Abstract: I propose a model of legislative bargaining among endogenous political parties over multiple policy dimensions. I provide a characterization of (i) the partition of the legislature into parties, (ii) the policy reforms that parties propose (if any), and (iii) the policy outcome attained from these proposals. I show that - depending on the position of the status quo - either (1) the presence of parties does not affect the policy outcome and a median voter theorem holds, or (2) a party representing legislators with extreme and opposite political views - i.e., a coalition of extremes - can successfully block reforms that would be feasible if parties did not exist. Lastly, I show that the extent to which the existence of parties can increase the set of possible policy reforms is severely limited or null.
    Keywords: Multidimensional policy space, Political parties, Policy reforms
    JEL: C71 D72
    Date: 2019–10–23
  8. By: Runsten, Philip (Dept. of Management and Organization); Werr, Andreas (Dept. of Management and Organization)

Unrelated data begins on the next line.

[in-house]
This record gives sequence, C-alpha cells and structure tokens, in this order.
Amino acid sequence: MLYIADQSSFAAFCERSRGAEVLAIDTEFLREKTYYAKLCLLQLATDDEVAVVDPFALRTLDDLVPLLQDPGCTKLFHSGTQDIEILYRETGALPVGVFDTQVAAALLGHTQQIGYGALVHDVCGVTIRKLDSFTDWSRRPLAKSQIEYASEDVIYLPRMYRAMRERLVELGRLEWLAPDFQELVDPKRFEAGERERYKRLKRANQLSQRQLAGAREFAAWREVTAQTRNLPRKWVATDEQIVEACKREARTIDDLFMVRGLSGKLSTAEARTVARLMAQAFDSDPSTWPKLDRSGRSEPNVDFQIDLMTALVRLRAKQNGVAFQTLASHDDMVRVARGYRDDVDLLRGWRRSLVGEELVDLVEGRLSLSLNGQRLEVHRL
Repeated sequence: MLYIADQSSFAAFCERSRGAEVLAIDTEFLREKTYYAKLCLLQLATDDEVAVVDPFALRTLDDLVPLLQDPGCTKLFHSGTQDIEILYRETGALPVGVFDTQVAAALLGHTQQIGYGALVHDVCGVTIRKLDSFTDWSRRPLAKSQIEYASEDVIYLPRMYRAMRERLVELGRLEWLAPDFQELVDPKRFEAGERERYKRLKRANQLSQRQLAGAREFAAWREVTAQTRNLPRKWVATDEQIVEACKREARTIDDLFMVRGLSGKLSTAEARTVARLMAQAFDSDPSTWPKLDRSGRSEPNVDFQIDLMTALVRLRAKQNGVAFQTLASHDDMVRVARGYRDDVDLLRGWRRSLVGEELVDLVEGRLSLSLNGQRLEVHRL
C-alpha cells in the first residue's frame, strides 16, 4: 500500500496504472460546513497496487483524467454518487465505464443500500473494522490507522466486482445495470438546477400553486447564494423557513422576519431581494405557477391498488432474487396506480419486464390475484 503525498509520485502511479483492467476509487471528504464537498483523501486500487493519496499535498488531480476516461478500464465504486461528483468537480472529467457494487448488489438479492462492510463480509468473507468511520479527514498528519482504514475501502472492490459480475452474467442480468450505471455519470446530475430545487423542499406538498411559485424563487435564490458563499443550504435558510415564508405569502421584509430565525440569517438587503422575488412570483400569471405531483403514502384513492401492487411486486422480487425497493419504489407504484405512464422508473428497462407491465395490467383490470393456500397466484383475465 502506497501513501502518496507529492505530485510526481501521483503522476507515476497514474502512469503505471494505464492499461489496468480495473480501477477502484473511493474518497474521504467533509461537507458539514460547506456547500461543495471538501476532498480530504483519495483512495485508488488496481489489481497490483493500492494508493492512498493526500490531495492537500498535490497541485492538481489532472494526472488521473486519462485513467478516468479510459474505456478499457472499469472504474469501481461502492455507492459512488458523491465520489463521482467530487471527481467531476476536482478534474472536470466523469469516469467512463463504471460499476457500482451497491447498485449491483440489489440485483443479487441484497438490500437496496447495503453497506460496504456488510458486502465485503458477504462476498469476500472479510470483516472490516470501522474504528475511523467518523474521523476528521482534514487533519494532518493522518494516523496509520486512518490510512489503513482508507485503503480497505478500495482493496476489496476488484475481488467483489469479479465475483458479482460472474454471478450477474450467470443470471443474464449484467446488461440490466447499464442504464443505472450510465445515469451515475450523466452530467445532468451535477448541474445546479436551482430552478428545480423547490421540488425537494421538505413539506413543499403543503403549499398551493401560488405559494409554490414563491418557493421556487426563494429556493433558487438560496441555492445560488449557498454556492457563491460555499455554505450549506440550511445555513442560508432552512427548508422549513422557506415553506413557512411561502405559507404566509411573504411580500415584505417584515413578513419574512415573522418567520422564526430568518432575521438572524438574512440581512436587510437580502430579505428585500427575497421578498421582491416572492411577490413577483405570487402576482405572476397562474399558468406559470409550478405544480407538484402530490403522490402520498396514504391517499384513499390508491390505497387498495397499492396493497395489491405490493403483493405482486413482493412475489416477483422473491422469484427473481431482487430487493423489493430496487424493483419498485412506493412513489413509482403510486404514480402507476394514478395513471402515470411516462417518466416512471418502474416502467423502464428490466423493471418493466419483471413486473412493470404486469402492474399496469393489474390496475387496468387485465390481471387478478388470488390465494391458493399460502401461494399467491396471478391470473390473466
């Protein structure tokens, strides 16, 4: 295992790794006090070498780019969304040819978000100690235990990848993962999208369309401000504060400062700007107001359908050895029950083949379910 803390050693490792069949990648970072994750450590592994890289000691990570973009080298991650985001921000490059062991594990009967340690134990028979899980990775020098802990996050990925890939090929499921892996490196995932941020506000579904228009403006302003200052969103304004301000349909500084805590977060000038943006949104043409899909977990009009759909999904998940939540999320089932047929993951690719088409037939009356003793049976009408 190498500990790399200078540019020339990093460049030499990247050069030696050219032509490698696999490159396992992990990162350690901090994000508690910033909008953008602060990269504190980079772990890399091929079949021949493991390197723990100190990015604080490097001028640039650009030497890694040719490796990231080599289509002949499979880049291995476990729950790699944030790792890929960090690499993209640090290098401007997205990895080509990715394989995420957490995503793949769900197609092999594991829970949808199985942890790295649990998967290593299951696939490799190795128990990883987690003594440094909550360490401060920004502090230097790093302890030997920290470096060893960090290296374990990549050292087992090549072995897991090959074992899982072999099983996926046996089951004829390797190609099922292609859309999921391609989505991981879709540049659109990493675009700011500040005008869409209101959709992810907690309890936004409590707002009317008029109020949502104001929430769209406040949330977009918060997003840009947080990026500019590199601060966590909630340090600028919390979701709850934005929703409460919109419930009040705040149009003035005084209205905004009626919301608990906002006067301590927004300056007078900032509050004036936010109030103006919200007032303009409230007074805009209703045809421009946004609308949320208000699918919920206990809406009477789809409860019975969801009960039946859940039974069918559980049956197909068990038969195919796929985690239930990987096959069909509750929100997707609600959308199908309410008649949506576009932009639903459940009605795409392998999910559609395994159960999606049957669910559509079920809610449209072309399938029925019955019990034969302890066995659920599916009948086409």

Abstract: Teams, as collectives of individuals, sharing a purpose and goals, and bringing different competences and experiences to the process of working together, will play an increasingly critical role as specialization increases in organizations. In these situations, the teams’ ability of local adaptive knowledge integration can help organizations cope with increasing challenges of complexity. This report develops a definition of team-level collective intelligence and argues that it varies with the team’s ability to integrate their individual knowledge. Based on an integration of the team learning and transactive memory systems literatures, a model of knowledge integration is developed with the team processes of Reflection and Integration interacting with the team emergent states of Representation and Relation. The model is tested on a sample of 50 teams from 22 international and Swedish private and public organizations. All variables of the team capabilities Reflection, Integration, Representation and Relation were significantly related to each other. All variables were also significantly related to team performance, except Expertise location as part of Representation. The Relation variable Psychological safety, and the Representation variables Clear and Whole task were found to mediate the relation of all other variables to team performance. This indicates that integration and reflection behavior of team members relate to performance by 1) developing an advanced, shared and meaningful representation and 2) developing relations that ensure the team of its member’s deeper residing thoughts and ideas.